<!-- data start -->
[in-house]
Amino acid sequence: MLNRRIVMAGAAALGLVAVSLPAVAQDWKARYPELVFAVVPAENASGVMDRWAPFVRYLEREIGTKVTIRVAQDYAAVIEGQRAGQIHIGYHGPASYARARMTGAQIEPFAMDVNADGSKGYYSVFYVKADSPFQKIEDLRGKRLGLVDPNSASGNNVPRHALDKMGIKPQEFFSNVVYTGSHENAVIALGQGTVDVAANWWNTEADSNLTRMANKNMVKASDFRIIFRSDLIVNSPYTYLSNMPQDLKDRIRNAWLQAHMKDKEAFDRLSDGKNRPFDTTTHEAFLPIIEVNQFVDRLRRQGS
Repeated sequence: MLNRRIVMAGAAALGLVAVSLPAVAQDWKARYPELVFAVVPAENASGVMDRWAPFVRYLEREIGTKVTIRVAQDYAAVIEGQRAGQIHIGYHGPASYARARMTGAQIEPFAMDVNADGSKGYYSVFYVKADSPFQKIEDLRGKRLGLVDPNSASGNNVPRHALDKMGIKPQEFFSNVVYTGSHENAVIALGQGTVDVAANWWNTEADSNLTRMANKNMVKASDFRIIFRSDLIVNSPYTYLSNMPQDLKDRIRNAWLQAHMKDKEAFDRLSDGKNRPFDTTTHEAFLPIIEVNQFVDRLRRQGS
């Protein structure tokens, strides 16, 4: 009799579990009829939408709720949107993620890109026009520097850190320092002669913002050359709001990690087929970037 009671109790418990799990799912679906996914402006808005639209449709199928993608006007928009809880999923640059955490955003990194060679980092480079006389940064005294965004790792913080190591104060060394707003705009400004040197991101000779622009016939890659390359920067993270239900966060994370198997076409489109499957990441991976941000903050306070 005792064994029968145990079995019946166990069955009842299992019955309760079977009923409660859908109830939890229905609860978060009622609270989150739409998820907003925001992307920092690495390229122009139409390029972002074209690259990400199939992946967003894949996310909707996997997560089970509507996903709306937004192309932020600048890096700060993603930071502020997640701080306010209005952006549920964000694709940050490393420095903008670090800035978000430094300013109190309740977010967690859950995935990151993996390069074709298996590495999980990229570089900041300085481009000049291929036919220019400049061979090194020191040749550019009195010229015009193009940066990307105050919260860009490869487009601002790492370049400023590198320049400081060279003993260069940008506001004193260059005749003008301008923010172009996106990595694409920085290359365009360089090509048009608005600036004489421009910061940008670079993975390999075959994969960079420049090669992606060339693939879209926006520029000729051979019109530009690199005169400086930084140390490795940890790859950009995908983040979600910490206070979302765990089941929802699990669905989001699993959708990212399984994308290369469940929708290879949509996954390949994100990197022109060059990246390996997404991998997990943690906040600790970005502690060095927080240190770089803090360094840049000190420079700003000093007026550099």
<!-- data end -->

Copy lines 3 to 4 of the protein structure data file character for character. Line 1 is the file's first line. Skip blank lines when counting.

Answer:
Repeated sequence: MLNRRIVMAGAAALGLVAVSLPAVAQDWKARYPELVFAVVPAENASGVMDRWAPFVRYLEREIGTKVTIRVAQDYAAVIEGQRAGQIHIGYHGPASYARARMTGAQIEPFAMDVNADGSKGYYSVFYVKADSPFQKIEDLRGKRLGLVDPNSASGNNVPRHALDKMGIKPQEFFSNVVYTGSHENAVIALGQGTVDVAANWWNTEADSNLTRMANKNMVKASDFRIIFRSDLIVNSPYTYLSNMPQDLKDRIRNAWLQAHMKDKEAFDRLSDGKNRPFDTTTHEAFLPIIEVNQFVDRLRRQGS
């Protein structure tokens, strides 16, 4: 009799579990009829939408709720949107993620890109026009520097850190320092002669913002050359709001990690087929970037 009671109790418990799990799912679906996914402006808005639209449709199928993608006007928009809880999923640059955490955003990194060679980092480079006389940064005294965004790792913080190591104060060394707003705009400004040197991101000779622009016939890659390359920067993270239900966060994370198997076409489109499957990441991976941000903050306070 005792064994029968145990079995019946166990069955009842299992019955309760079977009923409660859908109830939890229905609860978060009622609270989150739409998820907003925001992307920092690495390229122009139409390029972002074209690259990400199939992946967003894949996310909707996997997560089970509507996903709306937004192309932020600048890096700060993603930071502020997640701080306010209005952006549920964000694709940050490393420095903008670090800035978000430094300013109190309740977010967690859950995935990151993996390069074709298996590495999980990229570089900041300085481009000049291929036919220019400049061979090194020191040749550019009195010229015009193009940066990307105050919260860009490869487009601002790492370049400023590198320049400081060279003993260069940008506001004193260059005749003008301008923010172009996106990595694409920085290359365009360089090509048009608005600036004489421009910061940008670079993975390999075959994969960079420049090669992606060339693939879209926006520029000729051979019109530009690199005169400086930084140390490795940890790859950009995908983040979600910490206070979302765990089941929802699990669905989001699993959708990212399984994308290369469940929708290879949509996954390949994100990197022109060059990246390996997404991998997990943690906040600790970005502690060095927080240190770089803090360094840049000190420079700003000093007026550099």